Blisters are one of the most commonly seen ills in runners. Blisters can make a pretty bad contribution when it comes to running and other athletic activities. But there is hope for every runner with this treatment and prevention guide.
Our guide to treating and preventing blisters will help keep those feet free of pain and injury so that you hit the pavement painlessly.
What is the problem? What the heck is a blister?
First: These nasty little bumps or bubbles are the result of rubbing against the foot, causing the outer layers of the skin to rub together, and fill with fluid. The culprit can be anything from new or poorly fitted running shoes to wet feet caused by non-absorbent socks.
Runners must be careful and pay attention to them
But the blisters should not be ignored, covering them with a band-aid, and forgetting about them, since they can become infected and cause a new world of problems in our feet. Aside from causing localized pain and a burning sensation, when the blisters become infected, they fill with pus.
If the blister breaks, you are at risk for secondary impetigo (a contagious bacterial infection) or cellulite (a more serious skin infection). Continuing to leave infected blisters without receiving any type of treatment could also lead to sepsis, a life-threatening bacterial infection in the bloodstream or body tissue. One more word of caution: People with diabetes are more susceptible to foot blisters (as a result of neuropathic diabetes) and should handle treatment with caution in order to prevent infection. The best bet is: “Prevent blisters before they start.”
How to make our Ampoules disappear or not come out
Luckily, there is more than one way to stop the blisters before they ruin a race. Starting from moleskin (Bandages and clothes from moleskin are made of a cotton fabric that is woven in a particular and special way.) And petroleum jelly to improve socks and shoes, we have compiled a list of key ways to keep running long term.
Choose Socks with head
The right socks are super important when it comes to blister prevention. Socks provide additional support for our feet, keep moisture in, and can minimize the friction that leads to those nasty blisters. Stay away from cotton socks as they absorb sweat and moisture and are more likely to blister as a result. Try wearing nylon socks, which allow more breathability and less moisture buildup on the foot. Some runners also opt for wick socks, a mixed wool sock that wicks moisture away from the feet.
If one pair of socks doesn’t work, try wearing two! In this way, any friction can happen between the two pairs of socks, rather than one pair of socks and your own skin.
Tapes and Bandages
For foot spots that are notorious for blisters, try attaching moleskin or other soft but safe bandages to problem areas before pulling your socks off and running on the pavement again. One study showed that Blist-O-Ban bandages not only reduced friction but also prevented blistering.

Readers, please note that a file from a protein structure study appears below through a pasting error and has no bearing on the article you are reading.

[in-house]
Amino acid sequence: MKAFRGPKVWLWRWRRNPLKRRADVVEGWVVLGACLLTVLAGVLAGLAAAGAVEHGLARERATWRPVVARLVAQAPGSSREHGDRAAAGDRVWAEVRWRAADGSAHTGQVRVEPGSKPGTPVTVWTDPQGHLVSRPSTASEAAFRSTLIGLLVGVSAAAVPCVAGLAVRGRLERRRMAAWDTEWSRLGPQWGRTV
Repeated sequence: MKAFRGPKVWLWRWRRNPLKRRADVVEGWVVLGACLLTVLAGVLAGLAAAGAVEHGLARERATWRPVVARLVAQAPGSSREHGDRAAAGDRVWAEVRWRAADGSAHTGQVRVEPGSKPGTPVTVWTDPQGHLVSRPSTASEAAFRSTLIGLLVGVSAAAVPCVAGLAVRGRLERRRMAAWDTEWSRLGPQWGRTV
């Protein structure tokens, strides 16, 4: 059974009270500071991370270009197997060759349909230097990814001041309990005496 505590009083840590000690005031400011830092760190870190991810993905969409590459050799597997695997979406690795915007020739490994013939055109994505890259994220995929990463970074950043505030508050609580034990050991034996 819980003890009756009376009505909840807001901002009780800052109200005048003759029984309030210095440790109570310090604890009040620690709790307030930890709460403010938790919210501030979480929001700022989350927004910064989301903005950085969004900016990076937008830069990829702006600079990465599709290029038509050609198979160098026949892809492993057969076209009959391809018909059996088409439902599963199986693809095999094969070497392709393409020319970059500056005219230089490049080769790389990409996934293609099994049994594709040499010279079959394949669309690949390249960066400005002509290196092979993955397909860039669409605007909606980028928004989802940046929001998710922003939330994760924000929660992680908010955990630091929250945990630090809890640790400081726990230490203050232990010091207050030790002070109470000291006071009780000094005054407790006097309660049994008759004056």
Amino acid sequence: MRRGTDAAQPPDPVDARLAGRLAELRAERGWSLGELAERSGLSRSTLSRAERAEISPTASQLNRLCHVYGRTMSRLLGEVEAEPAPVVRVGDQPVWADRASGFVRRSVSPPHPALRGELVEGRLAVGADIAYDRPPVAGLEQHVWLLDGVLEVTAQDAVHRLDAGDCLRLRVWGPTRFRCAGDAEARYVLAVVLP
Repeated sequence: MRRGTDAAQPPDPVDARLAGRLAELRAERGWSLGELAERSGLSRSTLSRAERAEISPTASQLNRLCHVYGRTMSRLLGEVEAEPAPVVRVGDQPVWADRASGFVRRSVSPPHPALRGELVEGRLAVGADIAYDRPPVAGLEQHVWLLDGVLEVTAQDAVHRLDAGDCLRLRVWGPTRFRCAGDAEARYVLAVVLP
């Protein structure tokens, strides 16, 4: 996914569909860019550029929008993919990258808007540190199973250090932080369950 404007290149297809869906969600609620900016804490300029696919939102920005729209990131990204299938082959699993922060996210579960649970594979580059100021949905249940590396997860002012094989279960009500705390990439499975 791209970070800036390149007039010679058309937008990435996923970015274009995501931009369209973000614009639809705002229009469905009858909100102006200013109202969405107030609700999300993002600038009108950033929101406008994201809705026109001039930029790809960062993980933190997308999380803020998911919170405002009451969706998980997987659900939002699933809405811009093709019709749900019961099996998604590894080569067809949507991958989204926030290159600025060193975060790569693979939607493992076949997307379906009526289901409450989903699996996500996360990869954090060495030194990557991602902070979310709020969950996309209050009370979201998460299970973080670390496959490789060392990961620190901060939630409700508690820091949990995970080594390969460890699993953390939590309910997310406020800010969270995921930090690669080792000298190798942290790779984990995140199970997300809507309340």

Buy well-fitting shoes
The least we can do for ourselves is to make sure we are wearing running shoes that are fit for a run. Before hitting the road, visit a specialized store and do a good shoe and tread test to see which is the best model for your feet and running style.
If a blister isn’t too painful and doesn’t stop you from standing, then it’s best to keep it intact to help prevent the risk of infection (also, blisters are very good at healing themselves when left alone and intact). Cover the small blisters with an adhesive bandage, and the larger ones with a porous plastic-coated gauze pad (so the blister can breathe).
Seeing for infection is important for runners
If popping appears to be the best course of action, always check for potential signs of infection before touching a blister (Call your doctor if the blister releases yellow or green pus, if the area becomes more and more swollen or inflamed, or if you have any other reason to think it might be infected.) If there are no signs of infection, follow these steps to safely pop the blisters:
- Wash your hands. Don’t skimp on soap and water.
- Clean the ampoule. Use a clean swab (swab) with soap and water, rubbing alcohol, or iodine.
- Sterilize a needle. (You should make it fancy with a small, sharp needle or pin.) Use alcohol and a clean swab or pad.
- Take a deep breath. Try not to get nervous knowing that you have to stick a needle in yourself.
- Pierce the side of the blister at several points. Try to make the points close to the edge of the blister. You can take the drainage liquid with a clean piece of cotton or gauze.
- Apply an antibiotic ointment. Next, place gauze or an adhesive bandage over the area and secure the area with tape.
- Wait a few days (2-3). Next, cut and remove the dead skin (Use sterile scissors or tweezers and alcohol to keep the area clean.).
- Repeat step 6. Apply more antibiotic ointment and bandage again until healed.
While there may be more than one way to get a blister, but at least there are several ways to prevent and treat them. Do not be discouraged if they appear at the beginning of the race, and find a preventive method that works for you, and return to the roads when the skin heals and is free of pain.